Bryopsida/genética , Evolução Molecular , Fotossíntese/genética , Proteínas de Plantas/genética , Bryopsida/crescimento & desenvolvimento , Transporte de Elétrons/genética , Proteínas Mutantes/genética , Proteínas Mutantes/metabolismo , Oxigênio/metabolismo , Luz Solar
19.
Biophys Chem ; 218: 14-26, 2016 Nov.
Artigo em Inglês | MEDLINE | ID: mdl-27586818

RESUMO

Photosynthetic eukaryotes have a complex evolutionary history shaped by multiple endosymbiosis events that required a tight coordination between the organelles and the rest of the cell. Plant ionotropic glutamate receptors (iGLRs) form a large superfamily of proteins with a predicted or proven non-selective cation channel activity regulated by a broad range of amino acids. They are involved in different physiological processes such as C/N sensing, resistance against fungal infection, root and pollen tube growth and response to wounding and pathogens. Most of the present knowledge is limited to iGLRs located in plasma membranes. However, recent studies localized different iGLR isoforms to mitochondria and/or chloroplasts, suggesting the possibility that they play a specific role in bioenergetic processes. In this work, we performed a comparative analysis of GLR sequences from bacteria and various photosynthetic eukaryotes. In particular, novel types of selectivity filters of bacteria are reported adding new examples of the great diversity of the GLR superfamily. The highest variability in GLR sequences was found among the algal sequences (cryptophytes, diatoms, brown and green algae). GLRs of land plants are not closely related to the GLRs of green algae analyzed in this work. The GLR family underwent a great expansion in vascular plants. Among plant GLRs, Clade III includes sequences from Physcomitrella patens, Marchantia polymorpha and gymnosperms and can be considered the most ancient, while other clades likely emerged later. In silico analysis allowed the identification of sequences with a putative target to organelles. Sequences with a predicted localization to mitochondria and chloroplasts are randomly distributed among different type of GLRs, suggesting that no compartment-related specific function has been maintained across the species.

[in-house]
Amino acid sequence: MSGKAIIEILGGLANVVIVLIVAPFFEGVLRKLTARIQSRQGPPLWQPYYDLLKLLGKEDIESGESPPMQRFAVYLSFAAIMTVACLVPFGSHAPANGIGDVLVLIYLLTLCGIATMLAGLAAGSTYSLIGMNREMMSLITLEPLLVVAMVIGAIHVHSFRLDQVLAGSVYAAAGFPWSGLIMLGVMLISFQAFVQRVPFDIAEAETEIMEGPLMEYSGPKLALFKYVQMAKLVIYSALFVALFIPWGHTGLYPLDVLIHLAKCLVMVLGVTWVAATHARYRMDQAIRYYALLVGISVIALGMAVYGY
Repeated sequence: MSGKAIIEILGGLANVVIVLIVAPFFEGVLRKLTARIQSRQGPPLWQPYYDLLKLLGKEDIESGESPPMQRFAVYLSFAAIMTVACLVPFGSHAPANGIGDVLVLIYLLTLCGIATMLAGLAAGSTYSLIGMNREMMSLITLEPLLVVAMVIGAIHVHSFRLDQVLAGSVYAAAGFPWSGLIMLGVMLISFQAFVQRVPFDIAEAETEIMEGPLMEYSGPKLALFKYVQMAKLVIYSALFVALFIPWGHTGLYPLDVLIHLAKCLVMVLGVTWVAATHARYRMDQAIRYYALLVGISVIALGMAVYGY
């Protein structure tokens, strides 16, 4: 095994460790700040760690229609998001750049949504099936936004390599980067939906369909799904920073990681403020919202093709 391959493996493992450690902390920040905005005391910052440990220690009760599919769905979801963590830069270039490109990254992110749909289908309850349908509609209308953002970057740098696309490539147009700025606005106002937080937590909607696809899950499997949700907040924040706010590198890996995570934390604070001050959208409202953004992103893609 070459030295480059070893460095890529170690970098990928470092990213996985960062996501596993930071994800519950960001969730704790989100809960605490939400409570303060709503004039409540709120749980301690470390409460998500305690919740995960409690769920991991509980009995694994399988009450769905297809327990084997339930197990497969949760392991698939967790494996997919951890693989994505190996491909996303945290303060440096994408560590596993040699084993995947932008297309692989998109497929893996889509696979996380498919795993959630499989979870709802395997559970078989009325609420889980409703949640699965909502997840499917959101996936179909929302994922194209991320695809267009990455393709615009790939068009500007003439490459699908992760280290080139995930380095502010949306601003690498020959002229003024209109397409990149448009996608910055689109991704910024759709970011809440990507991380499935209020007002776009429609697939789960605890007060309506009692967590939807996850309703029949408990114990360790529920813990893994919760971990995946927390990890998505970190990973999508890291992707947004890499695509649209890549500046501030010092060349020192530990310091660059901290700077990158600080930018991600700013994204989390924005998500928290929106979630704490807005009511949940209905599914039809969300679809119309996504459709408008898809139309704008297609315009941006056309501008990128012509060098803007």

Assuntos
Evolução Molecular , Filogenia , Receptores Ionotrópicos de Glutamato/genética , Sequência de Aminoácidos , Animais , Clorófitas/química , Cloroplastos/química , Embriófitas/química , Mitocôndrias/química , Fotossíntese/genética , Alinhamento de Sequência
20.
Plant Physiol ; 171(4): 2468-82, 2016 08.
Artigo em Inglês | MEDLINE | ID: mdl-27325666

RESUMO

The seawater microalga Nannochloropsis gaditana is capable of accumulating a large fraction of reduced carbon as lipids. To clarify the molecular bases of this metabolic feature, we investigated light-driven lipid biosynthesis in Nannochloropsis gaditana cultures combining the analysis of photosynthetic functionality with transcriptomic, lipidomic and metabolomic approaches. Light-dependent alterations are observed in amino acid, isoprenoid, nucleic acid, and vitamin biosynthesis, suggesting a deep remodeling in the microalgal metabolism triggered by photoadaptation. In particular, high light intensity is shown to affect lipid biosynthesis, inducing the accumulation of diacylglyceryl-N,N,N-trimethylhomo-Ser and triacylglycerols, together with the up-regulation of genes involved in their biosynthesis. Chloroplast polar lipids are instead decreased. This situation correlates with the induction of genes coding for a putative cytosolic fatty acid synthase of type 1 (FAS1) and polyketide synthase (PKS) and the down-regulation of the chloroplast fatty acid synthase of type 2 (FAS2). Lipid accumulation is accompanied by the regulation of triose phosphate/inorganic phosphate transport across the chloroplast membranes, tuning the carbon metabolic allocation between cell compartments, favoring the cytoplasm, mitochondrion, and endoplasmic reticulum at the expense of the chloroplast. These results highlight the high flexibility of lipid biosynthesis in N. gaditana and lay the foundations for a hypothetical mechanism of regulation of primary carbon partitioning by controlling metabolite allocation at the subcellular level.


Assuntos
Carbono/metabolismo , Regulação da Expressão Gênica/efeitos da radiação , Metabolismo dos Lipídeos/efeitos da radiação , Fotossíntese/efeitos da radiação , Estramenópilas/metabolismo , Cloroplastos/metabolismo , Cloroplastos/efeitos da radiação , Regulação para Baixo/efeitos da radiação , Luz , Microalgas , Estramenópilas/efeitos da radiação , Triglicerídeos/metabolismo , Regulação para Cima/efeitos da radiação